6. Eringi mushroom

6. C took us to a number of restaurants he liked around Tokyo. One of which was to Bamboo, a restaurant, within walking distance from the Mori Tower in Roppongi Hills. The sizzling plate of sautéed Eringi mushrooms in butter was the highlight of the dinner. Simple, succulent and rich. I know it doesn’t sound so Japanese, but how can you go wrong with butter?

5. Abura soba

5. One drunken night, C took us to the ramen-ya near his place that served abura soba or ramen without soup. The noodles are served with char siu, negi onion, fermented bamboo shoots and shredded nori, then mixed with an oil sauce and vinegar. Salty, sour, fatty…it was one great bowl of ramen. To make sure our judgement or taste buds were not impaired at the time, we came back, as sober as a judge, and the verdict was the same. It was still one good abura soba.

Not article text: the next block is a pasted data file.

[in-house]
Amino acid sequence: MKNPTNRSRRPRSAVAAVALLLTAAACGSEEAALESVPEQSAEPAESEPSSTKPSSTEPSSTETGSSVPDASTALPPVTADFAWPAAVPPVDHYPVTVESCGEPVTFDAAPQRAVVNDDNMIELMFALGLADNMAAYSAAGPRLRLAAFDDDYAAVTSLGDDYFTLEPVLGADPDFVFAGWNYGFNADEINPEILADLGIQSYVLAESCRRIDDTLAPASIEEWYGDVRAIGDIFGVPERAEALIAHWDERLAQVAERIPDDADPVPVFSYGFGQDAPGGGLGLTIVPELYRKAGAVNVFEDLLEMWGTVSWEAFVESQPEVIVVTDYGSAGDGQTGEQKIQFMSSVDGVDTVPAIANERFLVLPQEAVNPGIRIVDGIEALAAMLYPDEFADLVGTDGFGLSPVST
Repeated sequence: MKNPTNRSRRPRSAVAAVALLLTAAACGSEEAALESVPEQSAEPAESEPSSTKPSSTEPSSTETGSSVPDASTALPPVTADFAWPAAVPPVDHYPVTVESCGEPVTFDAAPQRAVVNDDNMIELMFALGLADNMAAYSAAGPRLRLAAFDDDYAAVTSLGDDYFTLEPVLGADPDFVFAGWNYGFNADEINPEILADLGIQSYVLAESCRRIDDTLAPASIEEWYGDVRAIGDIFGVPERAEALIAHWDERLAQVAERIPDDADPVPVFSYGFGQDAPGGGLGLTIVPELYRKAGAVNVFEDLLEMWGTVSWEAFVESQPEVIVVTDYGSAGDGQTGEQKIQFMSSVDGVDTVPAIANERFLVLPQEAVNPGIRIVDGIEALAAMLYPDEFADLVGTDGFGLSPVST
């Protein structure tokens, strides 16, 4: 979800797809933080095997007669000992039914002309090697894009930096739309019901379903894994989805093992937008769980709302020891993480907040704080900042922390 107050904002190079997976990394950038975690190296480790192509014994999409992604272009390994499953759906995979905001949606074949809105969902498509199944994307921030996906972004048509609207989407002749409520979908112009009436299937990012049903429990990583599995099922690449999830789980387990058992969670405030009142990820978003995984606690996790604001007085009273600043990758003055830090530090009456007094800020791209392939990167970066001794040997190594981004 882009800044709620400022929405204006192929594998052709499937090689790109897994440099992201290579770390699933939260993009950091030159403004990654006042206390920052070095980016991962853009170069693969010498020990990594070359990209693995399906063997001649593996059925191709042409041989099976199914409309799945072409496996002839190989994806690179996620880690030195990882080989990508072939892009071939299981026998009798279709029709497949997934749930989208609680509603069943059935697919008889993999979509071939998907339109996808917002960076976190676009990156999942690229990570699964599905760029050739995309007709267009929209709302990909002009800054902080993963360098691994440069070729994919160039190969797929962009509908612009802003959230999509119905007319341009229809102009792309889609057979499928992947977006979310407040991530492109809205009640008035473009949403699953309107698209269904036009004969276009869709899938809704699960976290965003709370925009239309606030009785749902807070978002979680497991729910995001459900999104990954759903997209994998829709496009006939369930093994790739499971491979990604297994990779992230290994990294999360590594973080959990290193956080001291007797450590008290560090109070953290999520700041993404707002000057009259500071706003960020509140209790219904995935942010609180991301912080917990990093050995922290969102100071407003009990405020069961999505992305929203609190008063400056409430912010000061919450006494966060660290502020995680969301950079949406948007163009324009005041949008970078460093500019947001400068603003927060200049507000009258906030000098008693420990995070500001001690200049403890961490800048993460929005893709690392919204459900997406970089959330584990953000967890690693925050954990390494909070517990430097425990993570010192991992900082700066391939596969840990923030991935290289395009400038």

4. Motsu-Denrai's motsunabe (before it's cooked)

...the motsunabe, ready to serve

4. On a cold Friday night in Ginza, C and his Japanese friend took us and our friends from Manila to Motsu-Denrai, a restaurant specializing in motsunabe. A motsunabe is a hot pot dish made primarily with beef or pork offal. Yes, entrails and other internal organs. I was never a big fan of animal entrails, but I’m always willing to try a new dish–like the raw chicken on our first night. In the hot pot, mounds of tofu, garlic chives, cabbage, noodles, beef intestines (pre-cooked) and soup are boiled together to make a rich, beefy-miso flavorful soup. It was the perfect remedy to the cold evening.

3. Tonkontsu ramen

3. Another cold-weather culinary remedy came in a bowl of tonkotsu ramen. Ramen or noodle soup is a very popular dish in Japan and as such there are different types according to its soup base. Tonkotsu ramen has a cloudy pork-based soup so delicious that you know it isn’t really good for you—with the heavenly fatty flavored broth and salty goodness of the roast pork. But hey, you’re on vacation, right?

2. Yakitori